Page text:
The European Union Insolvency Regulation is scheduled to come into effect on May 31, 2002. The new insolvency regulation is a major advance in international insolvency cooperation and is likely to have a major impact on insolvency and reorganizational proceedings in Europe and on the stakeholders involved in businesses that become subject to the regulation. (For a more detailed report on the insolvency regulation, see The International Scene article by Professor Bob Wessels in the November 2001 issue of the Journal.) Copies of the insolvency regulation are available electronically from the author for interested readers of The International Scene.

It should be noted that the insolvency regulation mandates a high level of cooperation and communication between trustees in main proceedings and trustees in secondary proceedings. Trustees (although the insolvency regulation uses the more European term "liquidator") are obliged to communicate with each other and must immediately communicate to the other administration any information that may be relevant to proceedings in the other jurisdiction. The regulation indicates, moreover, that subject to local rules to the contrary, trustees are "duty bound" to cooperate with each other.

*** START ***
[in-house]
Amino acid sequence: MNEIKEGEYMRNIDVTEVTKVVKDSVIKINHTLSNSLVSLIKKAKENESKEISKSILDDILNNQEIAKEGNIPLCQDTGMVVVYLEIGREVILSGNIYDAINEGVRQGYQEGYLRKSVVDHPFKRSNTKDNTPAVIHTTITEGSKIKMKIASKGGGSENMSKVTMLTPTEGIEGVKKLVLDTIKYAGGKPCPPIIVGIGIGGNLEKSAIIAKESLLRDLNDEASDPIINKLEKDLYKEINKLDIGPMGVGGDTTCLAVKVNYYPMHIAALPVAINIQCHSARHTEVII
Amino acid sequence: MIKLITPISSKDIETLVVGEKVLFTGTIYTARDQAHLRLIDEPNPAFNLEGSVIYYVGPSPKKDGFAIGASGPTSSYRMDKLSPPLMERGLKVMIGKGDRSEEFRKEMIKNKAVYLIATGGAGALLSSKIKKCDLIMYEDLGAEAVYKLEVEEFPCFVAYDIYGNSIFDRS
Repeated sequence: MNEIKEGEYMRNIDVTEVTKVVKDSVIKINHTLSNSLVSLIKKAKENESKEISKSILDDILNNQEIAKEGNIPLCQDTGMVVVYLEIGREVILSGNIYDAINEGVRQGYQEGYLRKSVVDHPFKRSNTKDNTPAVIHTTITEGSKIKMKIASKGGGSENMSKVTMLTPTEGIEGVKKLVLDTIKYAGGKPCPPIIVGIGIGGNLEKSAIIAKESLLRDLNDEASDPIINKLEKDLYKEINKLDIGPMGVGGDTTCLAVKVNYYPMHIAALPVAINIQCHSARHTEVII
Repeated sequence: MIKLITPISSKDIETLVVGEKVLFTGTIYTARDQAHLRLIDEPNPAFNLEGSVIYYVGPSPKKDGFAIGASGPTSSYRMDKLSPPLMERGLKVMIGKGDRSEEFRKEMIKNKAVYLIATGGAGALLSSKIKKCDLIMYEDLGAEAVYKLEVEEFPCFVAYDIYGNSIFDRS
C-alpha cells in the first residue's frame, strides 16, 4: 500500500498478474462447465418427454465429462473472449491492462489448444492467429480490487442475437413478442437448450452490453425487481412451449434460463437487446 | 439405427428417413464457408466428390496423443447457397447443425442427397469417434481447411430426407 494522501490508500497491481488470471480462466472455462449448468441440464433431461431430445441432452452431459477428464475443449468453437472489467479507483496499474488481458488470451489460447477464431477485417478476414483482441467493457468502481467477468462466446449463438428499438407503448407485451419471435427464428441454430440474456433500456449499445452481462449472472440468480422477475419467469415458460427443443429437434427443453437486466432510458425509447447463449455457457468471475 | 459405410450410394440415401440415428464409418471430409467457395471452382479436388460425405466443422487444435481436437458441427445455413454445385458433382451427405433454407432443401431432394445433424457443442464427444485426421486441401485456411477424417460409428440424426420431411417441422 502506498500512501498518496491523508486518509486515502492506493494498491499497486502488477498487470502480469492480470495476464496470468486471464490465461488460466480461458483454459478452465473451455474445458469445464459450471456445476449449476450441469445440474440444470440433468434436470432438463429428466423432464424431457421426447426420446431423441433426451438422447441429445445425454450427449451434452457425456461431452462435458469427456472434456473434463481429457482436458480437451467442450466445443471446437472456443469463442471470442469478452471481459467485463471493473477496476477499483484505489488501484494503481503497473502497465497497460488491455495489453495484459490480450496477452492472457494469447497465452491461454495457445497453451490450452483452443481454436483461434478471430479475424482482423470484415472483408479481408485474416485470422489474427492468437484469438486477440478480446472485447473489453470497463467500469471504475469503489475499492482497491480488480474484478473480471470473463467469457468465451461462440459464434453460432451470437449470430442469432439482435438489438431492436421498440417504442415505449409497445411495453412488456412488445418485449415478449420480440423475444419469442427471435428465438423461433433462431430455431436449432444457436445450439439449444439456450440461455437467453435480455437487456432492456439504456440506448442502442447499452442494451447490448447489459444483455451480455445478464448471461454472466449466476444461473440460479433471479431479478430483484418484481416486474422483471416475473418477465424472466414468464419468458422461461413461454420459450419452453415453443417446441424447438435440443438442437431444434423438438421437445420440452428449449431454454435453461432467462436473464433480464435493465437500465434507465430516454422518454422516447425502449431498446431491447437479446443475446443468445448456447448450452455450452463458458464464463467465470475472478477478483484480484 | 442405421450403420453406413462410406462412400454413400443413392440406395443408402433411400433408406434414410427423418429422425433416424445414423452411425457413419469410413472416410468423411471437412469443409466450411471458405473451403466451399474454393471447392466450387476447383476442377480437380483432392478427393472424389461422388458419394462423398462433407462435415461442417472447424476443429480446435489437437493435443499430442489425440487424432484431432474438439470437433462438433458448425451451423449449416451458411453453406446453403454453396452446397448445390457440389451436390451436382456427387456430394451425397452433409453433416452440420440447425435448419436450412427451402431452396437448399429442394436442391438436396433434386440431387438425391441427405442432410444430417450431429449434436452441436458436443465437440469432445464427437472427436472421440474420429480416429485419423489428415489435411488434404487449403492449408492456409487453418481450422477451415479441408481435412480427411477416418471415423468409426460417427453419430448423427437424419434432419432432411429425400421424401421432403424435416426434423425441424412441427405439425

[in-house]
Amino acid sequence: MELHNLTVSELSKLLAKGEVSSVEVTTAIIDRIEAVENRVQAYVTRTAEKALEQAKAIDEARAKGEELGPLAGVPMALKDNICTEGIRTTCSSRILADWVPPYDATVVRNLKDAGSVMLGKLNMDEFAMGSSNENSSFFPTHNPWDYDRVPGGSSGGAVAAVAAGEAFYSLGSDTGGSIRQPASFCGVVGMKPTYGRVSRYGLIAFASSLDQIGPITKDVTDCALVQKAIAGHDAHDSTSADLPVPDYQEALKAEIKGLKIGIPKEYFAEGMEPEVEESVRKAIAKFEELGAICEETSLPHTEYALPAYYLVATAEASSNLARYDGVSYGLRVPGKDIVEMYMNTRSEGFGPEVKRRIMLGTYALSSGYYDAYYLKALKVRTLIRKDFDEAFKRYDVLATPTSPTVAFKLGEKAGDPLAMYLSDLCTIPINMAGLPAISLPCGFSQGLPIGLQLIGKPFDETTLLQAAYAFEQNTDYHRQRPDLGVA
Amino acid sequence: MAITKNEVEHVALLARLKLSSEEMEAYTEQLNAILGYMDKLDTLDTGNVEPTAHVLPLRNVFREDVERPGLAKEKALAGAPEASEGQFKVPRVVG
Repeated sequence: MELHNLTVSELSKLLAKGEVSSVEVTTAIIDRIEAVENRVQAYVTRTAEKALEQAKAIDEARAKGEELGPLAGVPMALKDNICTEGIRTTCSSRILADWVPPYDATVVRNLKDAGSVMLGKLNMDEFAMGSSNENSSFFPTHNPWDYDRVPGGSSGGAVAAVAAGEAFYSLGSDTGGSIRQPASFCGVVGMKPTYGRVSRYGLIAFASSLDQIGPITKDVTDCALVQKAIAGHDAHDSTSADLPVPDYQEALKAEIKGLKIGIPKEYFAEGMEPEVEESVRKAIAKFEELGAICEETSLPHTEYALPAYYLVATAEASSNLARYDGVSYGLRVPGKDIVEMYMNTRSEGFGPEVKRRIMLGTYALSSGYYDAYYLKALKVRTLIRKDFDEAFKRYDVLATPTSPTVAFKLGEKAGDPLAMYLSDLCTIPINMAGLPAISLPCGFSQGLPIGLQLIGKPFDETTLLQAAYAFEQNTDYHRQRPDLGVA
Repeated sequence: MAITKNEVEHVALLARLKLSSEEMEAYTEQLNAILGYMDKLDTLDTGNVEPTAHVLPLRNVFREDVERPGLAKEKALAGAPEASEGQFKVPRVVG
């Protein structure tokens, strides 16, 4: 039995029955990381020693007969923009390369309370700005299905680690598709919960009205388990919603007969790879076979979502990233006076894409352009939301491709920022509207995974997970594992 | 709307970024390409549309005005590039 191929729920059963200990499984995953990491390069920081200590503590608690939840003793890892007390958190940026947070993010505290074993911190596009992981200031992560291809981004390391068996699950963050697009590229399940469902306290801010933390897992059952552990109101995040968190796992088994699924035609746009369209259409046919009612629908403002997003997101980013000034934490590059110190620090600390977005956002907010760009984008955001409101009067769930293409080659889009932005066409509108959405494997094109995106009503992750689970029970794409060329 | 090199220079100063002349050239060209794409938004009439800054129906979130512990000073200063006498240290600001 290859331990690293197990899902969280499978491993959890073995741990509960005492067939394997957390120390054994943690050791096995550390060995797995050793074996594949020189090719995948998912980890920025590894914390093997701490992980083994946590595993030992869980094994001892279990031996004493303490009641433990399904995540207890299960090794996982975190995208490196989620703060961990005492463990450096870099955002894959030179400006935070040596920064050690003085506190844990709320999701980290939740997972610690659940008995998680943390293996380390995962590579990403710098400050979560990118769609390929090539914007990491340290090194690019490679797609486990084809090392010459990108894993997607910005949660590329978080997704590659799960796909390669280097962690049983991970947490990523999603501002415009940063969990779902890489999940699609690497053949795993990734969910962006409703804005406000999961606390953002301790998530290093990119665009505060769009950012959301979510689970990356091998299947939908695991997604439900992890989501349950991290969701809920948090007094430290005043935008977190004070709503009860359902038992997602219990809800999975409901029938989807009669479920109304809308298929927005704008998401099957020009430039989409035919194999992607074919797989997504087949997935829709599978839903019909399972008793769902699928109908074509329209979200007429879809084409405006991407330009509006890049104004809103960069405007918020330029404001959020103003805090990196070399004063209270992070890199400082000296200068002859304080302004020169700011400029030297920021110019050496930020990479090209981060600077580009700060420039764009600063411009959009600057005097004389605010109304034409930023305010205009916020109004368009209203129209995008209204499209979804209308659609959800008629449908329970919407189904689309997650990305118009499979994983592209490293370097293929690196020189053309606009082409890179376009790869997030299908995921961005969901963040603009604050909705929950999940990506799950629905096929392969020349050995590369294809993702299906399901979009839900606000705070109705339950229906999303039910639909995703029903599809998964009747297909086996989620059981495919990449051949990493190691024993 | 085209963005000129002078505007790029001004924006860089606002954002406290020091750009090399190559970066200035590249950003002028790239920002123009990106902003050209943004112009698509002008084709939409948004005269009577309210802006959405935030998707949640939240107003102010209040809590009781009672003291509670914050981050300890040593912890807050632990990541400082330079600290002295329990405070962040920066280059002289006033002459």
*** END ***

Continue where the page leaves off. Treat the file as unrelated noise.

The new insolvency regulation is likely to have a broader effect on non-European Union credit grantors than might have been expected. For creditors dealing with a business that is subject to the Insolvency Regulation, consideration will have to be given to the fact that in an insolvency, creditors from all countries of the European Union will be able to prove their claims against the debtor and that these claims will include tax claims and social claims. Moreover, subsidiaries incorporated abroad may fall within the scope of the insolvency regulation because they may well have their center of main interests within the European Union. There is certain to be scope for conflict between European Union administrations and non-European Union administrations where a particular company falls both within the insolvency regulation and within the jurisdiction of an overseas court.

Protocols in International Insolvency Cases